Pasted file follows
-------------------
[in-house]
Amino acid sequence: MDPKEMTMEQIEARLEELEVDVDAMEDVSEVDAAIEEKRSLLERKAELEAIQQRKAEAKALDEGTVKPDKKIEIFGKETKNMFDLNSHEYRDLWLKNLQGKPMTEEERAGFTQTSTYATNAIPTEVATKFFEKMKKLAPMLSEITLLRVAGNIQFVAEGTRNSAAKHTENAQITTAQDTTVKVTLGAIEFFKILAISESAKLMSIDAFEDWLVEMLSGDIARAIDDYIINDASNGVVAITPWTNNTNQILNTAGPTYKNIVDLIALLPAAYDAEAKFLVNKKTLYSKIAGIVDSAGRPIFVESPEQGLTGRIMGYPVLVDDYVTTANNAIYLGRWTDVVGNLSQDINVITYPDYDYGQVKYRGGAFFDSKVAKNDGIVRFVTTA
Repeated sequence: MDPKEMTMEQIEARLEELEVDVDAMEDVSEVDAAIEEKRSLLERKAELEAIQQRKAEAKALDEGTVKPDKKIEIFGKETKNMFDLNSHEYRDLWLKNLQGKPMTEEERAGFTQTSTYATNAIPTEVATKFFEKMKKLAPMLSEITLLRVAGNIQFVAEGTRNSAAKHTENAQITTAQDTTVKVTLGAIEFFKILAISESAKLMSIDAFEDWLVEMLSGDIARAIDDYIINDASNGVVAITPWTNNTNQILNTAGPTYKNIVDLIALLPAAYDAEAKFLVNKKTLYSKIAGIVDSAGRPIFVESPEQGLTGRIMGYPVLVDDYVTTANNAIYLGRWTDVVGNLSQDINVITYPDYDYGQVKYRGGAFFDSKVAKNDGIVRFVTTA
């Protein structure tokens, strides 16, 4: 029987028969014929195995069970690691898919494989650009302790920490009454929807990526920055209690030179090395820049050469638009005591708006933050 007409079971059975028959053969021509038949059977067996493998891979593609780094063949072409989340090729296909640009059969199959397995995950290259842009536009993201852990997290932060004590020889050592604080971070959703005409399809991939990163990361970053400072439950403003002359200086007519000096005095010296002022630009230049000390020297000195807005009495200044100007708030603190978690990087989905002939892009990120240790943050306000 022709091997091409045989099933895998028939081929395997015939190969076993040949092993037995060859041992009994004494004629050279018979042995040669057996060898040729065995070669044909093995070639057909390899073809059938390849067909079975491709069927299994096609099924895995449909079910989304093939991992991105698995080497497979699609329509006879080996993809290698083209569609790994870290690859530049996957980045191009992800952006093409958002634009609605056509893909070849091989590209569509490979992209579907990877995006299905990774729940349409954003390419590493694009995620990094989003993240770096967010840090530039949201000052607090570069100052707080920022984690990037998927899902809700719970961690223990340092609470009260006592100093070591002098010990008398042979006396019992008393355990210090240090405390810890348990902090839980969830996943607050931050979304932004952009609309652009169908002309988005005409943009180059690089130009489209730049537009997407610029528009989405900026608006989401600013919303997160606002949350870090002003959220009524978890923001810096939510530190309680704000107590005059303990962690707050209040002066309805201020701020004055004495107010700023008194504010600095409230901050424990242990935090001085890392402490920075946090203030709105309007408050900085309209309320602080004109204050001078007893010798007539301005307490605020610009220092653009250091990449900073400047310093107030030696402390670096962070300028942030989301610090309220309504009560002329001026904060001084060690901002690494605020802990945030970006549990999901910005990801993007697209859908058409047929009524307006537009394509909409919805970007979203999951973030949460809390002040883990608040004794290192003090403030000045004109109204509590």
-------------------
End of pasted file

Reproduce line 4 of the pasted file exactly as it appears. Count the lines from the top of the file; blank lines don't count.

């Protein structure tokens, strides 16, 4: 029987028969014929195995069970690691898919494989650009302790920490009454929807990526920055209690030179090395820049050469638009005591708006933050 007409079971059975028959053969021509038949059977067996493998891979593609780094063949072409989340090729296909640009059969199959397995995950290259842009536009993201852990997290932060004590020889050592604080971070959703005409399809991939990163990361970053400072439950403003002359200086007519000096005095010296002022630009230049000390020297000195807005009495200044100007708030603190978690990087989905002939892009990120240790943050306000 022709091997091409045989099933895998028939081929395997015939190969076993040949092993037995060859041992009994004494004629050279018979042995040669057996060898040729065995070669044909093995070639057909390899073809059938390849067909079975491709069927299994096609099924895995449909079910989304093939991992991105698995080497497979699609329509006879080996993809290698083209569609790994870290690859530049996957980045191009992800952006093409958002634009609605056509893909070849091989590209569509490979992209579907990877995006299905990774729940349409954003390419590493694009995620990094989003993240770096967010840090530039949201000052607090570069100052707080920022984690990037998927899902809700719970961690223990340092609470009260006592100093070591002098010990008398042979006396019992008393355990210090240090405390810890348990902090839980969830996943607050931050979304932004952009609309652009169908002309988005005409943009180059690089130009489209730049537009997407610029528009989405900026608006989401600013919303997160606002949350870090002003959220009524978890923001810096939510530190309680704000107590005059303990962690707050209040002066309805201020701020004055004495107010700023008194504010600095409230901050424990242990935090001085890392402490920075946090203030709105309007408050900085309209309320602080004109204050001078007893010798007539301005307490605020610009220092653009250091990449900073400047310093107030030696402390670096962070300028942030989301610090309220309504009560002329001026904060001084060690901002690494605020802990945030970006549990999901910005990801993007697209859908058409047929009524307006537009394509909409919805970007979203999951973030949460809390002040883990608040004794290192003090403030000045004109109204509590």